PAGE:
Bitcoin: Is centralized, third-party exposure the way ahead?
Bitcoin receiving constructive institutional interest is becoming quite a norm these days. In fact, while some organizations have publicly cited their interest in the crypto-asset, others have gone further and invested, all in a span of months. While Tesla is the latest big-ticket entry into the space, what should also be remembered is that one of North America’s biggest custodian banks is also supporting the asset now.
It’s hard to overstate the importance of The Bank of New York Mellon Corp.’s decision to hold, transfer and issue bitcoin and other cryptos on behalf of its asset-management clients. The oldest bank in the U.S. will treat #crypto like any other asset. That’s “validation,” folks.
— Weiss Crypto Ratings (@WeissCrypto) February 17, 2021
As illustrated by the above tweet, BNY Mellon, an organization with $2 trillion in assets under management, publicly announced its support for digital currencies, stating that it will “eventually allow digital currencies to pass through the same financial network it currently uses for more traditional holdings like U.S. Treasury bonds and equities.”
While extremely positive from an adoption perspective, the community is currently sleeping on the rise of the Bitcoin Trust and its socio-economic impact on Bitcoin.
Is Bitcoin/Crypto exposure becoming third-hand?
The primary idea behind Bitcoin was to be responsible for your own wealth. However, times have changed over the past decade, with recent activity among institutions and increasing interest both suggesting that investors are open to crypto-exposure, but not directly.
The main motive behind institutions getting involved with Bitcoin is simple, but they want it to be done in a regulated manner. Therefore, trusts are becoming a popular option with Grayscale sitting at the top.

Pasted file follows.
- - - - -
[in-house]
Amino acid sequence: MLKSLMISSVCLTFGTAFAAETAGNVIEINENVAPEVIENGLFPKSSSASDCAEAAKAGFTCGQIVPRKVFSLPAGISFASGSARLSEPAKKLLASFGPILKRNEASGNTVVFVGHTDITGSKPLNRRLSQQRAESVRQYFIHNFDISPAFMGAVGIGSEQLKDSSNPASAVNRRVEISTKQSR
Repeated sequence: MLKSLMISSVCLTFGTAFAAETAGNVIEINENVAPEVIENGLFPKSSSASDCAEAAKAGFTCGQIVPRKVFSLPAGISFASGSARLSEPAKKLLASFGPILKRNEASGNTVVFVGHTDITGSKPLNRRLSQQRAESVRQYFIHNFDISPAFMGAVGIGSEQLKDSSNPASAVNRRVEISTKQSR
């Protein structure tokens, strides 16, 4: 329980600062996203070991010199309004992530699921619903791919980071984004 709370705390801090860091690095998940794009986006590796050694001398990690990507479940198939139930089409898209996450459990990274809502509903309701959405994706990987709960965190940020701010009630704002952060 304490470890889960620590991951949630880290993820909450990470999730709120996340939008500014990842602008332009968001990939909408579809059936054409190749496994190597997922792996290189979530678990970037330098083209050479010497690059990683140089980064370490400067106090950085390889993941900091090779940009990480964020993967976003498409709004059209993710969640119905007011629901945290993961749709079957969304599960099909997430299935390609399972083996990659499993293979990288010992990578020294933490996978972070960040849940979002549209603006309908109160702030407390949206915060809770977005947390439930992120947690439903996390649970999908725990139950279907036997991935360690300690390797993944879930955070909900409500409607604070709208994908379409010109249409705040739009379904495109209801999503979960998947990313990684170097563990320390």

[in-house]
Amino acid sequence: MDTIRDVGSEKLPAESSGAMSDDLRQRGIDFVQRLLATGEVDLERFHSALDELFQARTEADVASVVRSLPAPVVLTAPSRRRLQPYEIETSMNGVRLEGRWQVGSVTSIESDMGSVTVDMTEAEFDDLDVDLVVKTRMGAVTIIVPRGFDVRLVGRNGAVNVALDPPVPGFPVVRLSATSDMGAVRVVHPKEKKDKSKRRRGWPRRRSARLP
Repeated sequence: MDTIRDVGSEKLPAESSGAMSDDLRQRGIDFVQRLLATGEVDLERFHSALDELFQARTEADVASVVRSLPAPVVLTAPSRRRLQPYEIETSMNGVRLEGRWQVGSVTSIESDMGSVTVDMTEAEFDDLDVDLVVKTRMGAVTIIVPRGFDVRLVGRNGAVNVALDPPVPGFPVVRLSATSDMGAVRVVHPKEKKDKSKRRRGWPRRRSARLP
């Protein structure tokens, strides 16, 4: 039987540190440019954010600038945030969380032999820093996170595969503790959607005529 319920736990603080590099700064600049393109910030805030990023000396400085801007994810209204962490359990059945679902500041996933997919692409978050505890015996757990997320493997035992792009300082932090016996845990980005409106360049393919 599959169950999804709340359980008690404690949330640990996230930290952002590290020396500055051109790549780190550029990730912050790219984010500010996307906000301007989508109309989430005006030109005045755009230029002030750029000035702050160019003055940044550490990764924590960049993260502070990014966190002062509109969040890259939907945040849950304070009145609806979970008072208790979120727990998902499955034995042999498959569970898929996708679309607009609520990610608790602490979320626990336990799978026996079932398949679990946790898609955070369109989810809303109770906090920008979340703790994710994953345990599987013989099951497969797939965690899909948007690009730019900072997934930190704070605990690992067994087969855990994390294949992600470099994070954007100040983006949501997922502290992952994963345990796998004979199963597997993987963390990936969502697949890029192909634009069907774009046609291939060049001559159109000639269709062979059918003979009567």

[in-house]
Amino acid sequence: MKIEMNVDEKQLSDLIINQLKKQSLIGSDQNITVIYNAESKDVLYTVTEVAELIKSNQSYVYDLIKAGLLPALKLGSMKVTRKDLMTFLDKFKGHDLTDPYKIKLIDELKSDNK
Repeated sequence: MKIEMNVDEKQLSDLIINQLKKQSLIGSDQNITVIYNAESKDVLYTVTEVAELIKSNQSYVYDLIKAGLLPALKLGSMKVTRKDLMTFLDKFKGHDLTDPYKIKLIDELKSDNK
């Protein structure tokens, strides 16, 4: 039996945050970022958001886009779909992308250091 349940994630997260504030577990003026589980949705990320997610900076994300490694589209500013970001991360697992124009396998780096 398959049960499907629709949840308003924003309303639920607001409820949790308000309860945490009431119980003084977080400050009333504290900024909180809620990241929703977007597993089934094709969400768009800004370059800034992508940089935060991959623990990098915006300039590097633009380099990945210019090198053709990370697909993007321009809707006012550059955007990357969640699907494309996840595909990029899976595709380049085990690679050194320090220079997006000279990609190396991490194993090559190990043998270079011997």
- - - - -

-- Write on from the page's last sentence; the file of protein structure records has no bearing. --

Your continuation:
Grayscale’s Bitcoin and Ethereum trusts have close to $31 billion and $5.6 billion in AUM, respectively, and they allow investors to gain exposure through a publicly investable vehicle. While this structure hasn’t really impacted BTC’s price in a negative manner, it is incredibly championing the cause of centralized allocation, which is or was completely against the ethos of Bitcoin.
A clear example of preference for USD equivalent contracts can also be identified between institutional exchanges.
CME and Bakkt Futures: Cash-settled or Physically-settled?
Accredited Investors have increasingly moved into BTC Futures as well, with CME recording an all-time high OI of $16 billion. Both CME and Bakkt volumes have increased as well, but there is a key difference. CME Futures are cash-settled Futures, which means that investments are exposures to a cash-equivalent BTC contract.
While Bakkt launched the world’s first physically-settled BTC Futures sometime back, according to the above data, physically-settled contracts where investors would have BTC delivered to them haven’t really taken flight, even during the bull run.
So, where are we heading?
Bitcoin trusts are not losing traction. In fact, BlockFi recently announced the launch of its own BTC wing with $50 million AUM. Another fund called Osprey Bitcoin Trust also re-opened back in November 2020, offering lower management fees than Grayscale.
The discussion remains that we are increasingly moving towards a centralized exposure with these Bitcoin trusts. While they have definitely helped Bitcoin (BTC’s price up by more than 100% since last year), questions have to be raised against a possibly rising monopoly.